30 May, 2024


Abolition Of The Executive Presidency

There has been a continuing and growing demand to abolish the executive presidency in Sri Lanka since its introduction in 1978. This demand gained considerable momentum during the recent protest movement witnessed throughout the country. One of the unequivocal demands of the Aragalaya was the immediate abolition of the executive presidency. The people acknowledge the strong nexus between the concentration of power in the executive president and Sri Lanka’s multiple crises of accountability, governance, and economic management. 

We, the undersigned, recall that the demand for abolishing the executive presidency has a long history in Sri Lanka. All major political parties representing a broad cross-section of society have, over the years, called for such abolition. In fact, the people’s demand for the abolition of the executive presidency and the constitutional system built around it is as old as the present constitution itself. The current call for abolition is, therefore, not merely a reaction to the ongoing crises but a reiteration of the same demand witnessed ever since the promulgation of the present Sri Lankan Constitution.

Even prior to the formal introduction of the Constitution in 1978, parties in the Opposition, including the Sri Lanka Freedom Party (SLFP) and several Left-oriented parties, including the Janatha Vimukthi Peramuna (JVP), vehemently opposed the proposal to establish the executive presidency.

Beginning with the 1994 presidential election, presidential candidates have repeatedly pledged to abolish this system. President Chandrika Bandaranaike Kumaratunga vowed to abolish the executive presidency and received a clear mandate to do so both in 1994 and 1999. In 2000, the proposed Bill for a new constitution was poised to abolish the executive presidency but was eventually rejected by the United National Party (UNP) led by current President Ranil Wickremesinghe. In fact, the UNP’s grievance with respect to the Bill did not concern the abolition of the presidency but related to the transitional period in which the then-President Kumaratunga would continue to hold office.

The UNP also affirmed its commitment to abolish the executive presidency at its Hambantota conference in 2010. At times, former President Mahinda Rajapaksa also talked about the need to abolish the executive presidency.

The promise to abolish the executive presidency was one of the central election pledges of President Maithripala Sirisena in 2015. The Nineteenth Amendment to the Constitution, which reduced the powers of the executive president, was the first step taken by the Sirisena-Wickremesinghe coalition government to work towards the abolition of the executive presidency.

The political representatives of all ethnic and religious communities, including the Tamil, Muslim and Malaiyaha Tamil communities, have supported the reform agenda for abolition. Most notably, all communities participated in and supported the reform process undertaken from 2015 to 2019, which featured a Constitutional Assembly and culminated in a Steering Committee Interim Report that recommended the abolition of the executive presidency. 

More recently, both the JVP in 2019 and the Samagi Jana Balavegaya (SJB) in 2022 tabled constitutional amendments in Parliament to abolish the executive presidency.

Therefore, it is clear that every single major political party and political leader in active politics has, at some point or another, endorsed the people’s demand to abolish the executive presidency. Today, only a few political leaders appear to oppose its abolition purely due to their ambitions to capture the executive presidency for themselves.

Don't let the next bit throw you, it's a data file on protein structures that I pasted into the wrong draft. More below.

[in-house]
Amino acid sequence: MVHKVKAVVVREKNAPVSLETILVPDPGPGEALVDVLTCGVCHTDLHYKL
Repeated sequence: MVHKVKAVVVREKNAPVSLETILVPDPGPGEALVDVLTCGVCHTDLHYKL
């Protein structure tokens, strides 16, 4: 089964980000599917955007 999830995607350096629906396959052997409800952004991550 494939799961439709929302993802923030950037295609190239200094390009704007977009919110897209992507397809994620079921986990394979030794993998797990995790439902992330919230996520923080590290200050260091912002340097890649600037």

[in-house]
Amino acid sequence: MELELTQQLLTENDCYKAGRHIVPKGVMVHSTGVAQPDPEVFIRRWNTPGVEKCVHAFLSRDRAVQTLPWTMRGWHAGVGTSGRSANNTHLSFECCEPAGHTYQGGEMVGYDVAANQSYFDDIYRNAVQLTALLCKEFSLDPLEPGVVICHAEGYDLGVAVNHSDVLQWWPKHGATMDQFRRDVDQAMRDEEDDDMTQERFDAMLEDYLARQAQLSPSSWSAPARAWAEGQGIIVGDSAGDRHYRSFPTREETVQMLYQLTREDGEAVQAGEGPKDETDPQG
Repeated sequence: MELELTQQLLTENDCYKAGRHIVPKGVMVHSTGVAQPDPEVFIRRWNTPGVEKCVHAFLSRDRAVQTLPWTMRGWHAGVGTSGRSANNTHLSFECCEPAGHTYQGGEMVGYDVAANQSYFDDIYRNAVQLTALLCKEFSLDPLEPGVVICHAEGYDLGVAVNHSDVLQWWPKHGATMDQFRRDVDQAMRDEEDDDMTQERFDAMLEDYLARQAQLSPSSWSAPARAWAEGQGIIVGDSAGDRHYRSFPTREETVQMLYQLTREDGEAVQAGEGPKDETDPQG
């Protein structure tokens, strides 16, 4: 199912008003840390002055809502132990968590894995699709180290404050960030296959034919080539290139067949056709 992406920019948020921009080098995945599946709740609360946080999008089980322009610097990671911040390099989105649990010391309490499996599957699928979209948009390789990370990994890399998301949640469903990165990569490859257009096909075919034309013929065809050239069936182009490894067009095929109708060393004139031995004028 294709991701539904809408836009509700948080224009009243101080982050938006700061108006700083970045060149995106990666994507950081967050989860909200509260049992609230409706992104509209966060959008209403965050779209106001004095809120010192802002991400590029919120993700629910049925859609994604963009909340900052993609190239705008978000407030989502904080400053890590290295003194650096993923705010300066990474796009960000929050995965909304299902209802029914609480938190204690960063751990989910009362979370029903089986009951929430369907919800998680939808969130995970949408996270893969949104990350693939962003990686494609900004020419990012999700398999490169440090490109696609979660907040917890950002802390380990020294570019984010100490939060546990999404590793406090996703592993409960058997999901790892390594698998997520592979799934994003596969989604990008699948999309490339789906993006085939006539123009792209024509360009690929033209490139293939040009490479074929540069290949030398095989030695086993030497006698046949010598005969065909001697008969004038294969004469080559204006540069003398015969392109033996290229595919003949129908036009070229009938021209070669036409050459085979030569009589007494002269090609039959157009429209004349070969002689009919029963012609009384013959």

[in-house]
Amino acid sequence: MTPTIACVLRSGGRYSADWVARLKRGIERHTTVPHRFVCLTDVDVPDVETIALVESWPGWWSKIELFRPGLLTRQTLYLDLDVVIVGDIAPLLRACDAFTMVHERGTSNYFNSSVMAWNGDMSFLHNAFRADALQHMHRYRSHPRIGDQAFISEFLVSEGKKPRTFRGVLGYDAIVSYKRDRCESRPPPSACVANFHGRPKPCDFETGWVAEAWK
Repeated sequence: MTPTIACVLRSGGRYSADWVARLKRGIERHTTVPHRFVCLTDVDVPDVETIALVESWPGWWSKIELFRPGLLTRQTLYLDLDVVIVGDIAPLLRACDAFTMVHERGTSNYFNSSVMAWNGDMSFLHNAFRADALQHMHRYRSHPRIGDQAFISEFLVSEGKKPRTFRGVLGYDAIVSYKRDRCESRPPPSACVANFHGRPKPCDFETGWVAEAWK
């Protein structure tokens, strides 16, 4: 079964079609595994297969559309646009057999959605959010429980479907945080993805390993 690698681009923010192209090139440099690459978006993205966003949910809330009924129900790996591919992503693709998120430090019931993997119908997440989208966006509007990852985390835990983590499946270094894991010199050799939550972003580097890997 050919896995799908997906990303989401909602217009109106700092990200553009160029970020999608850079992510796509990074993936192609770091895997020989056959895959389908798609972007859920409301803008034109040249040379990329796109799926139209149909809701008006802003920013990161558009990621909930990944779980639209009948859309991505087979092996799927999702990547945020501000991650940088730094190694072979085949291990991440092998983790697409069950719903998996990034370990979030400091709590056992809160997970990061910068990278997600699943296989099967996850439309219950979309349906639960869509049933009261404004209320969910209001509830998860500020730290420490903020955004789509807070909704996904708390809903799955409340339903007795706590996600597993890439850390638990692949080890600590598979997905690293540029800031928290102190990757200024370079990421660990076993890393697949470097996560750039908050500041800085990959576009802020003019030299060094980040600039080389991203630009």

Over the past four and a half decades, the people of Sri Lanka and their political representatives have come to the correct understanding that the executive presidency has been abused by successive occupants of that office to the detriment of the people. It has continued to remain an abhorrent feature of Sri Lanka’s constitutional framework. It is the general belief among the people that the executive presidency, with its excessive powers concentrated in the hands of one individual, has been singularly responsible for weakening Sri Lanka’s democracy. It has also been the cornerstone of the system of arbitrary executive governance imposed on the Sri Lankan people. The multiple crises that have presently befallen the country and the continuing erosion of the framework of democratic governance are a stark reminder of the dire consequences of this wholly negative feature of our constitution. Its abolition has been delayed far too long. 

We also wish to emphasize that any attempt at abolishing the executive presidency should not be tied up with the partisan and immediate interests of any political party, coalition or individual. We stress that this genuinely democratic demand of the people should not be used as a tool of political manipulation either. Rather, it should be an integral component of an agenda for far-reaching political reforms, reflecting the people’s desire for accountable government and for re-democratising Sri Lanka’s state, constitution, and government.

It is in this context that we, the undersigned, call upon the Government of Sri Lanka and Parliament to immediately launch a meaningful and sincere process to abolish the executive presidency as part of a package of democratising reforms. We also call upon all political parties in parliament to sponsor and vote for such a Bill and to unveil to the citizens their overall agenda with a time frame for restoring democratic government in Sri Lanka. Indeed, the Sri Lankan people’s call for ‘system change’ requires the abolition of the executive presidential system and fresh parliamentary elections. The message has never been clearer. Its fulfilment should not be blemished by the tactics and manipulatory schemes of those in power.


  1. Hilmy Ahamed
  2. Silma Ahamed 
  3. Geoffrey Alagaratnam, President’s Counsel
  4. Dr. Vinya Ariyaratne
  5. Professor Navaratna Banndara
  6. Dr Lionel Bopage, President of the Australian Advocacy for Good Governance in Sri Lanka Inc.
  7. Hans Billimoria – The Grassrooted Trust
  8. K. J. Brito Fernando, Families Of the Disappeared
  9. Anushya Coomaraswamy
  10. Centre for Policy Alternatives
  11. Sarala Emmanuel
  12. Duleep de Chickera, former Bishop, Anglican Church of SL.
  13. Suren Fernando (Attorneys at law)